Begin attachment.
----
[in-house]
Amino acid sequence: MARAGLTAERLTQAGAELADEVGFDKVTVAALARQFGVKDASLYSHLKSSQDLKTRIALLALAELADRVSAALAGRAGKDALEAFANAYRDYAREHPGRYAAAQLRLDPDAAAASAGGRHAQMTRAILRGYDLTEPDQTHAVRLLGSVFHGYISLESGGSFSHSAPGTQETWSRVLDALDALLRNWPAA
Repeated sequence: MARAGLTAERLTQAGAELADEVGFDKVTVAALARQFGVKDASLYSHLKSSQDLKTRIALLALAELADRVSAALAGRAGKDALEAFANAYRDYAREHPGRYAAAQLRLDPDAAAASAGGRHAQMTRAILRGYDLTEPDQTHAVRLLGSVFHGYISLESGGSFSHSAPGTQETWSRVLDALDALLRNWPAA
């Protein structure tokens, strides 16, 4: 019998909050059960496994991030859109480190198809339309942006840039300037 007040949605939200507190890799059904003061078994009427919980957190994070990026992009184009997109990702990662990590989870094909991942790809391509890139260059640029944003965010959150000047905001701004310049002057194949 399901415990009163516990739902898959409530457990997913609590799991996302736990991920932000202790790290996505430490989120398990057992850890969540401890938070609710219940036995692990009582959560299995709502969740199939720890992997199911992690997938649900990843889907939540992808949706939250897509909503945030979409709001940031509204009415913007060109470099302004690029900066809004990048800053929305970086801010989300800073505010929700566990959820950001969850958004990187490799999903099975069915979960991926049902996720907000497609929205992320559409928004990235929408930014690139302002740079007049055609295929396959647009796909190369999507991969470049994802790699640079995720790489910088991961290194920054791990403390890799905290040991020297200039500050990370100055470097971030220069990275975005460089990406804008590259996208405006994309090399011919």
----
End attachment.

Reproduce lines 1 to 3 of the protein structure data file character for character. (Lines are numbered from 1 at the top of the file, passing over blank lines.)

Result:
[in-house]
Amino acid sequence: MARAGLTAERLTQAGAELADEVGFDKVTVAALARQFGVKDASLYSHLKSSQDLKTRIALLALAELADRVSAALAGRAGKDALEAFANAYRDYAREHPGRYAAAQLRLDPDAAAASAGGRHAQMTRAILRGYDLTEPDQTHAVRLLGSVFHGYISLESGGSFSHSAPGTQETWSRVLDALDALLRNWPAA
Repeated sequence: MARAGLTAERLTQAGAELADEVGFDKVTVAALARQFGVKDASLYSHLKSSQDLKTRIALLALAELADRVSAALAGRAGKDALEAFANAYRDYAREHPGRYAAAQLRLDPDAAAASAGGRHAQMTRAILRGYDLTEPDQTHAVRLLGSVFHGYISLESGGSFSHSAPGTQETWSRVLDALDALLRNWPAA